'Etched in Memory' exhibit at National WWI Museum and Memorial

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Exhibition explores the cultural damage and loss in Belgium and Northern France during World War I

KANSAS CITY, MO. – The Great War caused vast destruction across Europe, and in addition to the lives lost in battle, many cultural landmarks were damaged or destroyed.

Opening Tuesday, Sept. 24, Etched in Memory, the latest special exhibition from the National WWI Museum and Memorial, features color etchings by British artist James Alphege Brewer published throughout the Great War as a reminder of the cultural losses it inflicted.

 Meuse – This etching features a view of the Belgian city of Huy from the Meuse River published in January 1916. After the bridge over the Meuse was destroyed by the retreating Belgian Army, Huy was attacked by the 2nd German Army on its way to Namur.

Meuse – This etching features a view of the Belgian city of Huy from the Meuse River published in January 1916. After the bridge over the Meuse was destroyed by the retreating Belgian Army, Huy was attacked by the 2nd German Army on its way to Namur.

“Our cultural institutions say a lot about who we are as a society,” said Jonathan Casey, Director of Archives and the Edward Jones Research Center at the National WWI Museum and Memorial. “It is crucial to understand the Great War’s impact on cultural institutions and how that affected society. Etched in Memory provides a window into the cultural tragedies suffered during the Great War.”

Brewer’s series of etchings were influential. They were begun on the basis of newspaper speculation prior to the German invasion of Belgium and their publication closely followed the events of the war in news from the front. This exhibition features 15 etchings depicting scenes directly affected by the Great War. The etchings are supported by images of destruction and devastation from the Museum and Memorial, juxtaposing the iconic buildings before and after the tragedy of the war. Some of Brewer’s war etchings were copied and distributed widely in the United States and could be found hung on parlor walls in solidarity with the Allied cause.

 Antwerp – Published in 1917, this etching offers a view of the Antwerp cathedral. The city was attacked in the early months of the war, first with bombs dropped from a Zeppelin airship and then with artillery fire during the Siege of Antwerp.

Antwerp – Published in 1917, this etching offers a view of the Antwerp cathedral. The city was attacked in the early months of the war, first with bombs dropped from a Zeppelin airship and then with artillery fire during the Siege of Antwerp.

Brewer was raised in an accomplished and artistic British family and studied at the Westminster School of Art before embarking on a career as an artist in the first years of the 20th century. Before and after the war, Brewer’s etchings of continental and English cathedrals—Milan, Rouen, Canterbury, Toledo, York Minster, St. Paul’s—and views of Oxford and Cambridge and Italian and Scottish lakes focused on scenes that would be of interest to tourists and readers of European history and literature.

Etched in Memory opens Tuesday, Sept. 24 in Ellis Gallery and closes March 1, 2020. This exhibition is on loan from and curated by Benjamin S. Dunham with special collaboration from the Museum and Memorial. The exhibition was made possible with support from the Francis Family Foundation.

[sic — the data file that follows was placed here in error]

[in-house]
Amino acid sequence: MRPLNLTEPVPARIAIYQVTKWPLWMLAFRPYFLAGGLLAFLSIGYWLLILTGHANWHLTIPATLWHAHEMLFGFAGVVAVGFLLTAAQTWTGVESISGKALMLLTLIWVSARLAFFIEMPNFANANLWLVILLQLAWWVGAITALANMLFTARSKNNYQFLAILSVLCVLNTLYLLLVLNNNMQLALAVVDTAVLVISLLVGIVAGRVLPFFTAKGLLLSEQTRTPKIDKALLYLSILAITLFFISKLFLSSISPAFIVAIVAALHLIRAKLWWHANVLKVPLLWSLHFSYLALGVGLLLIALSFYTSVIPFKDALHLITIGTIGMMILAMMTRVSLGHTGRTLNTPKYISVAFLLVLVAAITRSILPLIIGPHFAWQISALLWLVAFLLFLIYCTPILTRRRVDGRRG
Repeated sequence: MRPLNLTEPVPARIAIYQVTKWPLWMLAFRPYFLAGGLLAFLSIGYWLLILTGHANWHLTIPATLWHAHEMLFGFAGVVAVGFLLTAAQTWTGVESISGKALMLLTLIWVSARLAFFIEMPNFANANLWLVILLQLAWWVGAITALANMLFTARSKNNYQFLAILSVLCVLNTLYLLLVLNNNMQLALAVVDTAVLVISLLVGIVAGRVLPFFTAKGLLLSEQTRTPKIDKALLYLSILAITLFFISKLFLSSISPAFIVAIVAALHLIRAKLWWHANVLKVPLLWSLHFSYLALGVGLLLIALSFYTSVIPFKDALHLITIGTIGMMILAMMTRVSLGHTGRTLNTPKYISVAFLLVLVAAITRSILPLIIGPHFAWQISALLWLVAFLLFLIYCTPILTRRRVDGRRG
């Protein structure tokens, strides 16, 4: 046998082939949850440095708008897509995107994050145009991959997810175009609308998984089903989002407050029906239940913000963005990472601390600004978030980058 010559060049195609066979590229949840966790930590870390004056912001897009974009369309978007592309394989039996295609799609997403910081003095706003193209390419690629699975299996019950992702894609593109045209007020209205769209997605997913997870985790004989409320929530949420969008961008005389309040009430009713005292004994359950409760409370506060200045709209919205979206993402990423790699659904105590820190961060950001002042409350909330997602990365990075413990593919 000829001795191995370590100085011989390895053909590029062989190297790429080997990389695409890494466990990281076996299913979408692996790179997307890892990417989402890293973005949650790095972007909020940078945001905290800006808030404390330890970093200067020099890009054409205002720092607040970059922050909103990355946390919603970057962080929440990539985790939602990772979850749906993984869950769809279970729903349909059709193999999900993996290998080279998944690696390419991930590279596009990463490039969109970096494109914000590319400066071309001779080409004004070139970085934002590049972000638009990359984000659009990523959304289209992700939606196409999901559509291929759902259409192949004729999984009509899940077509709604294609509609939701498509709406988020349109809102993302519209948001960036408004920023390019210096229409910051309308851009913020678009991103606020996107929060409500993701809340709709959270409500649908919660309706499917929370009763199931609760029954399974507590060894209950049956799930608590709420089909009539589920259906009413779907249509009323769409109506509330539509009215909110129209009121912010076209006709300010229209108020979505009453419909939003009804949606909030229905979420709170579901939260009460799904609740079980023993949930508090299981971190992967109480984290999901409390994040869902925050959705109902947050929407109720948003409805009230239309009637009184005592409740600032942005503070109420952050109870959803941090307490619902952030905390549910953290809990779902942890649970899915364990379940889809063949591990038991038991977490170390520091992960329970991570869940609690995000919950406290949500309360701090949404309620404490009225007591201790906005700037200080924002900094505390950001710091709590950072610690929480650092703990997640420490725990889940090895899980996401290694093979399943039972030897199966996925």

Ypres – This etching depicting Cloth Hall in Ypres was reproduced in the December 1915 issue of The Outlook. The building was heavily damaged during WWI before eventual restoration.

Ypres – This etching depicting Cloth Hall in Ypres was reproduced in the December 1915 issue of The Outlook. The building was heavily damaged during WWI before eventual restoration.

 Rheims Cathedral – At the beginning of the war, Brewer completed his first etchings of the Cathedral of Notre-Dame in Rheims, the iconic site of the coronation of Charles VII in 1429 after Joan of Arc’s victories over the English.

Rheims Cathedral – At the beginning of the war, Brewer completed his first etchings of the Cathedral of Notre-Dame in Rheims, the iconic site of the coronation of Charles VII in 1429 after Joan of Arc’s victories over the English.

 Cathedral of St. Gudule in Brussels – Published in January 1914, this etching stands out as an artistic premonition that foreign troops would soon march in the streets of Brussels, which occurred when Germany invaded Belgium in 1914.

Cathedral of St. Gudule in Brussels – Published in January 1914, this etching stands out as an artistic premonition that foreign troops would soon march in the streets of Brussels, which occurred when Germany invaded Belgium in 1914.

About the National WWI Museum and Memorial

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The National World WWI Museum and Memorial is America’s leading institution dedicated to remembering, interpreting and understanding the Great War and its enduring impact on the global community. The Museum and Memorial holds the most comprehensive collection of World War I objects and documents in the world and is the second-oldest public museum dedicated to preserving the objects, history and experiences of the war. The Museum and Memorial takes visitors of all ages on a journey through a transformative period and shares deeply personal stories of courage, honor, patriotism and sacrifice. Designated by Congress as America’s official World War I Museum and Memorial and located in downtown Kansas City, Mo., the National WWI Museum and Memorial inspires thought, dialogue and learning to make the experiences of the Great War era meaningful and relevant for present and future generations. To learn more, visit theworldwar.org.